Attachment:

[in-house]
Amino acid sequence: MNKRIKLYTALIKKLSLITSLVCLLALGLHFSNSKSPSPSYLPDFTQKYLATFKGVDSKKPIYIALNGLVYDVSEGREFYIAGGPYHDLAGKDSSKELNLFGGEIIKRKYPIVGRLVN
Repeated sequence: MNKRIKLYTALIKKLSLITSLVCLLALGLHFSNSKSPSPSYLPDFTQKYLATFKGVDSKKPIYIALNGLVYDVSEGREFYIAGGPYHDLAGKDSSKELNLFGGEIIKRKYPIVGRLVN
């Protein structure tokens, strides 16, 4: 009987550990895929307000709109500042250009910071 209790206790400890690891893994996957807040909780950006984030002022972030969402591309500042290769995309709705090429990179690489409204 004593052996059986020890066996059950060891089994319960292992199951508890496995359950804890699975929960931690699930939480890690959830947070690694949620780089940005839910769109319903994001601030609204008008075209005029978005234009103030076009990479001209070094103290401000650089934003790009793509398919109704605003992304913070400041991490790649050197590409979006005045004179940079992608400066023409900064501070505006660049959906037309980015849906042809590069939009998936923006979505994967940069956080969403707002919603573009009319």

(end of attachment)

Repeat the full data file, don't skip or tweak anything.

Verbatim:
[in-house]
Amino acid sequence: MNKRIKLYTALIKKLSLITSLVCLLALGLHFSNSKSPSPSYLPDFTQKYLATFKGVDSKKPIYIALNGLVYDVSEGREFYIAGGPYHDLAGKDSSKELNLFGGEIIKRKYPIVGRLVN
Repeated sequence: MNKRIKLYTALIKKLSLITSLVCLLALGLHFSNSKSPSPSYLPDFTQKYLATFKGVDSKKPIYIALNGLVYDVSEGREFYIAGGPYHDLAGKDSSKELNLFGGEIIKRKYPIVGRLVN
């Protein structure tokens, strides 16, 4: 009987550990895929307000709109500042250009910071 209790206790400890690891893994996957807040909780950006984030002022972030969402591309500042290769995309709705090429990179690489409204 004593052996059986020890066996059950060891089994319960292992199951508890496995359950804890699975929960931690699930939480890690959830947070690694949620780089940005839910769109319903994001601030609204008008075209005029978005234009103030076009990479001209070094103290401000650089934003790009793509398919109704605003992304913070400041991490790649050197590409979006005045004179940079992608400066023409900064501070505006660049959906037309980015849906042809590069939009998936923006979505994967940069956080969403707002919603573009009319």